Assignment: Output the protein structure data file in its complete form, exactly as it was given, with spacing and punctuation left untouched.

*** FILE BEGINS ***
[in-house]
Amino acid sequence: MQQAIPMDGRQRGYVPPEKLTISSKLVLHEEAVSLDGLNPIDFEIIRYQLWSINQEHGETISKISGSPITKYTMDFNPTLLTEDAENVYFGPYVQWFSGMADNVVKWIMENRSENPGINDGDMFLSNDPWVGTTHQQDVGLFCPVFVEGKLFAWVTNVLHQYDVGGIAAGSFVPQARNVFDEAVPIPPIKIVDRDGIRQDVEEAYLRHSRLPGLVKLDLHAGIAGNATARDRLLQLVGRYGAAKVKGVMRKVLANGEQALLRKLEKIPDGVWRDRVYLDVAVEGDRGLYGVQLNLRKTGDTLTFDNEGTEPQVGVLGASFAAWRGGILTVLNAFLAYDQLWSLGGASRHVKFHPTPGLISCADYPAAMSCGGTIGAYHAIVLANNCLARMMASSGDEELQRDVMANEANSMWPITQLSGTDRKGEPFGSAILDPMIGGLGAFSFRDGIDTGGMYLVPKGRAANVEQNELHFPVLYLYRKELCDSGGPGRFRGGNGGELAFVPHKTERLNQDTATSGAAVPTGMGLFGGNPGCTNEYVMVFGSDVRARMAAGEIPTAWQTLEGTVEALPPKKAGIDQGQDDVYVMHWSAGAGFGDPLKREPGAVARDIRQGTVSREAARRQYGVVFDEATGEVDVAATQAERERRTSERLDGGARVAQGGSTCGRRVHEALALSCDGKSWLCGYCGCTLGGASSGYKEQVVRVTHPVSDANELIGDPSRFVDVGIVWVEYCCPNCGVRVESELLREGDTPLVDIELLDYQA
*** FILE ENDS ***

[in-house]
Amino acid sequence: MQQAIPMDGRQRGYVPPEKLTISSKLVLHEEAVSLDGLNPIDFEIIRYQLWSINQEHGETISKISGSPITKYTMDFNPTLLTEDAENVYFGPYVQWFSGMADNVVKWIMENRSENPGINDGDMFLSNDPWVGTTHQQDVGLFCPVFVEGKLFAWVTNVLHQYDVGGIAAGSFVPQARNVFDEAVPIPPIKIVDRDGIRQDVEEAYLRHSRLPGLVKLDLHAGIAGNATARDRLLQLVGRYGAAKVKGVMRKVLANGEQALLRKLEKIPDGVWRDRVYLDVAVEGDRGLYGVQLNLRKTGDTLTFDNEGTEPQVGVLGASFAAWRGGILTVLNAFLAYDQLWSLGGASRHVKFHPTPGLISCADYPAAMSCGGTIGAYHAIVLANNCLARMMASSGDEELQRDVMANEANSMWPITQLSGTDRKGEPFGSAILDPMIGGLGAFSFRDGIDTGGMYLVPKGRAANVEQNELHFPVLYLYRKELCDSGGPGRFRGGNGGELAFVPHKTERLNQDTATSGAAVPTGMGLFGGNPGCTNEYVMVFGSDVRARMAAGEIPTAWQTLEGTVEALPPKKAGIDQGQDDVYVMHWSAGAGFGDPLKREPGAVARDIRQGTVSREAARRQYGVVFDEATGEVDVAATQAERERRTSERLDGGARVAQGGSTCGRRVHEALALSCDGKSWLCGYCGCTLGGASSGYKEQVVRVTHPVSDANELIGDPSRFVDVGIVWVEYCCPNCGVRVESELLREGDTPLVDIELLDYQA